Yen bearishness (by large speculators) reached a new 2-year high according to the latest CFTC IMM report (as of July 11th). Bearish bets by (non-commercial) speculators moved higher for the 4th straight week, bringing the net contracts total to -112K and the percentage of long positions down to the nearest (a net) 21%. The number of gross short positions (vs. the yen) nearly reached a record high.
This played out while the USD/JPY briefly breached key resistance on Tuesday before reversing lower and subsequently finishing the week down over 1 percent. According to the latest retail trader data (provided by Oanda Corp.), the retail population had been consistently increasing bullish bets (in favor of the yen) as the Japanese currency declined over the last five weeks. That said, it has appeared that the latest reversal (in price-action) may have shifted retail traders, as (retail) positioning began to turn negative towards the yen by the end of the week.
While last week's (USD/JPY) rejection at key resistance at 114.36 (May 10th high) highlights a potential (daily chart) ascending triangle pattern or worse a (lower) double top, it is more likely that large speculators have temporarily exhausted their bearish stance and are merely taking a breather before resuming more downside pressure. If the USD/JPY continues south of 112.34 (38.2% retracement of previous up-trend), however, and the retail population continues to sell Yen, then it appears that large speculators may have substantially exhausted their Yen bearishness.
Speculative short reduction (gross & net) in the Euro remains an on-going theme as the net long tally (83K) broke the June high (79k). Bullish sentiment, which had primarily been driven via short-covering, now seems to be driven by outright buying. While this is typically a bullish development, the gross long position total has just surpassed mid-April's record high, which could possibly signal exhaustion for Euro bulls. That said, with the British pound breaking out vs. the US dollar, and most sentiment metrics trending in favor of further for the EUR/USD, a weekly breakout above the mid-1.14 region would quickly expose the key 1.17 are then potentially 1.20 and above.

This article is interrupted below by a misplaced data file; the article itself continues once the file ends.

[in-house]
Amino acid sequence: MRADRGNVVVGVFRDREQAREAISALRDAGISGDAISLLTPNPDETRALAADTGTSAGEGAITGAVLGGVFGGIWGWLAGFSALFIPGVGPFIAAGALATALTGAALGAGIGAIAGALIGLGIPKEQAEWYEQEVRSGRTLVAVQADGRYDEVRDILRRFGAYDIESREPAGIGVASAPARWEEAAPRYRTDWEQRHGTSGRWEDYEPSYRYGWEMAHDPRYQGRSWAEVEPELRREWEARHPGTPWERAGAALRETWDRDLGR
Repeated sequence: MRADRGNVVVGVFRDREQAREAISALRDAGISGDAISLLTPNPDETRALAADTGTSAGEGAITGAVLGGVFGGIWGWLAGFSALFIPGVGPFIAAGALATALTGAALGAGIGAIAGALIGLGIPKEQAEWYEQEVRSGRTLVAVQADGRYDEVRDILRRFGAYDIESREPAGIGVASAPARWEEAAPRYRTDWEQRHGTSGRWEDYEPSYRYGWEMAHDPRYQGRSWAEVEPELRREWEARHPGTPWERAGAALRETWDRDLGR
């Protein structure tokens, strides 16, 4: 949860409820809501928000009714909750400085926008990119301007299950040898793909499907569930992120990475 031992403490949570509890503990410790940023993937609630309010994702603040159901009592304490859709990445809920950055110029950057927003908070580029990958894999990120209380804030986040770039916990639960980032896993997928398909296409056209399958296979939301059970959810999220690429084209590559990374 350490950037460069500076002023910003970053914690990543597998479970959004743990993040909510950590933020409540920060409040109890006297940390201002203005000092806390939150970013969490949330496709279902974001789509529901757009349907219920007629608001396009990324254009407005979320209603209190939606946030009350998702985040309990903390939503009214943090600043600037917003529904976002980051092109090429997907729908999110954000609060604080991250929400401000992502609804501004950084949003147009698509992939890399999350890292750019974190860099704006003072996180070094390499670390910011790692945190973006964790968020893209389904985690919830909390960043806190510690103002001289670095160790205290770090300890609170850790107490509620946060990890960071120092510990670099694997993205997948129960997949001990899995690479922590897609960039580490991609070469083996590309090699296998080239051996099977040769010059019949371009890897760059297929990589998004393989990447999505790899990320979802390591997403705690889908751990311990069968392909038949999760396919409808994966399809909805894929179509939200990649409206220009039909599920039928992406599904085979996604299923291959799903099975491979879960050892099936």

Speculative sentiment for the British pound was unchanged on a net percentage basis, but continued to make a push towards net (positions) parity. Gross long contracts gave back most of what had been gained the prior week, which may explain the pound's 0.68% decline (in the 7/3 to 7/11 period). Subsequent price-action in Sterling, highlights a significant breach of resistance at 1.30 (GBP/USD) as retail traders (Oanda Corp) continue to remain rather skeptical. This continues to bode well for dollar bears while the retail population remains reluctant to follow recent strength in the pound. Next stop for the GBP/USD could be the mid-1.32 region to the upper-1.34 area, which at that point would exhaust retail sentiment and temporarily stall price-action.
Aussie speculators continue to grow net longs, taking the net long percentage to 75%. This time, however, it was driven primarily in a large drop in gross shorts. It was the first week in a month that saw long positions decline, which may partly explain why the AUD/USD dropped by 0.30% (in the 7/3 to 7/11 period). Speculative bulls look to have continued their run, however, as the aussie spiked 2.55% in subsequent trade for the week. That said, with large speculators at already elevated bullish sentiment levels and retail trading potentially have capitulated (in regards to aussie pessimism), the AUD/USD may encounter some struggle at key resistance at .7835 (April 2016 peak).
Canadian dollar futures have continued to trend higher in both price and sentiment, with net (speculative) longs surging in both in net contracts and percentage for the 8th straight week. Speculative sentiment was nearly in parity (in terms of gross longs vs. shorts) before the loonie surged another 2%. Retail traders, however, continue to be extremely pessimistic, with only 29% of outstanding contracts long. Although there is plenty of room to go for speculative bulls, there are signs that retail traders are getting close to exhausting their pessimism. This suggest that the USD/CAD is expected to reach the 2016 low just below 1.25, some consolidation in price-action is anticipated.